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Jaap Sinninghe Damsté awarded the Vernadsky Medal for innovative use of biomarkers

European Science Foundation

In April 2007, the Dutch scientist Jaap Sinninghe Damsté was presented with the prestigious Vernadsky Medal at the European Geosciences Union (EGU) General Assembly. Sinninghe Damsté, from the Royal Netherlands Institute for Sea Research NIOZ, was awarded this medal for his cutting edge work in the field of biogeochemistry.

"It's an honour to win this prize because it is recognition of my science and that it has a certain impact," said Sinninghe Damsté.

Using biomarkers to predict climate change

Sinninghe Damsté received the Vernadsky Medal for his innovative use of biomarkers. Biomarkers are organic compounds found in sediments. With these it is possible to trace back life to its origin. These biomarkers are a kind of organic fossil and unlike normal fossils which only show higher organisms, like dinosaurs, these organic fossils show chemical remains of microbial life like algae, bacteria and archaea. "This really opens new perspectives on all kinds of things. The nice thing about these molecules is that they don't only give the information that a certain organism was present but also about past climatic conditions," said Sinninghe Damsté.

Many of the biomarker compounds come from the membranes of organisms. Because these organisms adjust their membrane compounds according to certain external conditions, it is possible to track a preserved signal in the sediment and learn about the evolution of the organism and even the surrounding environment. The data can then be used to track climate variation going back to at least 100 Million years, a time with much higher CO2 levels. This information could then be used as a model for what we are facing in the future. Understanding the past can help us understand the future.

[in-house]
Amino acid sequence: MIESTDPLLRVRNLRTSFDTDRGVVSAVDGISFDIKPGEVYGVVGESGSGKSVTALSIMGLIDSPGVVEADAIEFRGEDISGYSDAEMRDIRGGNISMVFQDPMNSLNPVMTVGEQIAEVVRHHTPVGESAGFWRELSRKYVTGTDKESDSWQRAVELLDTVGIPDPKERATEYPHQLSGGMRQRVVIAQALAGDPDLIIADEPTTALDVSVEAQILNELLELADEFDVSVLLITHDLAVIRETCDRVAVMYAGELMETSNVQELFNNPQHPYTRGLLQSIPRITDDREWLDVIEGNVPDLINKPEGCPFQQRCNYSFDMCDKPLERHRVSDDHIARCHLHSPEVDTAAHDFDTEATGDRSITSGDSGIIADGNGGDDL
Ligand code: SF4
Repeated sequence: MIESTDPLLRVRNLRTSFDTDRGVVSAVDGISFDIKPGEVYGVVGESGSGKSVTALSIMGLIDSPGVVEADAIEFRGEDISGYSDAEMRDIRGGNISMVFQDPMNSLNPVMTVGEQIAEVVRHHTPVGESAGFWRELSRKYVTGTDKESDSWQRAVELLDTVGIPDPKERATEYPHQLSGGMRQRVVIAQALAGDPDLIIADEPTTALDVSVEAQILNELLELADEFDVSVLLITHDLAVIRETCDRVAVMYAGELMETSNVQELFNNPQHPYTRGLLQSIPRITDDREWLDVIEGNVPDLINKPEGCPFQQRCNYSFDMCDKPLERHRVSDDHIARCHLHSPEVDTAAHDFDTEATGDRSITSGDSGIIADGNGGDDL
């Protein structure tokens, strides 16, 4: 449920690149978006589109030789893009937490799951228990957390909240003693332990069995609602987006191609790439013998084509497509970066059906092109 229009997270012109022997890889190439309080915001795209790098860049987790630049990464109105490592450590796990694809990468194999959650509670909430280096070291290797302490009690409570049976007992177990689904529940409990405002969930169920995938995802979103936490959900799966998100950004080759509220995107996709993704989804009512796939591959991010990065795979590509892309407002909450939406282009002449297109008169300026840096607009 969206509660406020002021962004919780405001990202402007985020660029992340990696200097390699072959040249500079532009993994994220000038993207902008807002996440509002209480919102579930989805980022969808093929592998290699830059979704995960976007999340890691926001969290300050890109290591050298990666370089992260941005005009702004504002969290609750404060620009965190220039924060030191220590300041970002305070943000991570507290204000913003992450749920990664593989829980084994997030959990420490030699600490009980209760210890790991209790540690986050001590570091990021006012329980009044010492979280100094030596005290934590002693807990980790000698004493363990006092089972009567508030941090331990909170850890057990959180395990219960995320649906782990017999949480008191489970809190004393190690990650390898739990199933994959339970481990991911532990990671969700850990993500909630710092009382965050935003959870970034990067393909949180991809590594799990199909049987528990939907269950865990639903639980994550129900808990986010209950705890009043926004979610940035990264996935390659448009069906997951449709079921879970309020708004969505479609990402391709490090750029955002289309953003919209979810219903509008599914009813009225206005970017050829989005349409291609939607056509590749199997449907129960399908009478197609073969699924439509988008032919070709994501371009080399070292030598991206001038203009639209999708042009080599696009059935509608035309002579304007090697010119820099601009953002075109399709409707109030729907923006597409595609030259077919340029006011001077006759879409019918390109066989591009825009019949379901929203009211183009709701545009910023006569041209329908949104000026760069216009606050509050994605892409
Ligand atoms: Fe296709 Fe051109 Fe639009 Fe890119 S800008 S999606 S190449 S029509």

"We can now look at how warm it was during for example the Cretaceous period which can give indication for climate modelling," said Sinninghe Damsté.

This means it will be possible to predict the implications of the increasing temperatures on Earth today resulting from increased concentration of CO2 in the atmosphere. However, Sinninghe Damsté emphasises that the model has to be validated using past sediments and it's also important to compare this model to as many other proxies as possible as there is always a lot of uncertainty using only one method. If several methods show the same result then it's possible to be more sure about the results.

Applying his knowledge to EUROCORES

Through Sinninghe Damsté's involvement in several different European Science Foundation (ESF) EUROCORES Programmes, it is clear how very versatile these biomarkers are as they can be applied to a whole range of scientific projects.

"Being involved with EUROCORES has been a nice opportunity for my research. Usually the EC programmes only cover limited areas and the programmes have to be more applied. The ESF programmes on the other hand have fundamental science themes. And it's nice to work with different European partners which enlarges your network, it's very good to have these contacts," said Sinninghe Damsté.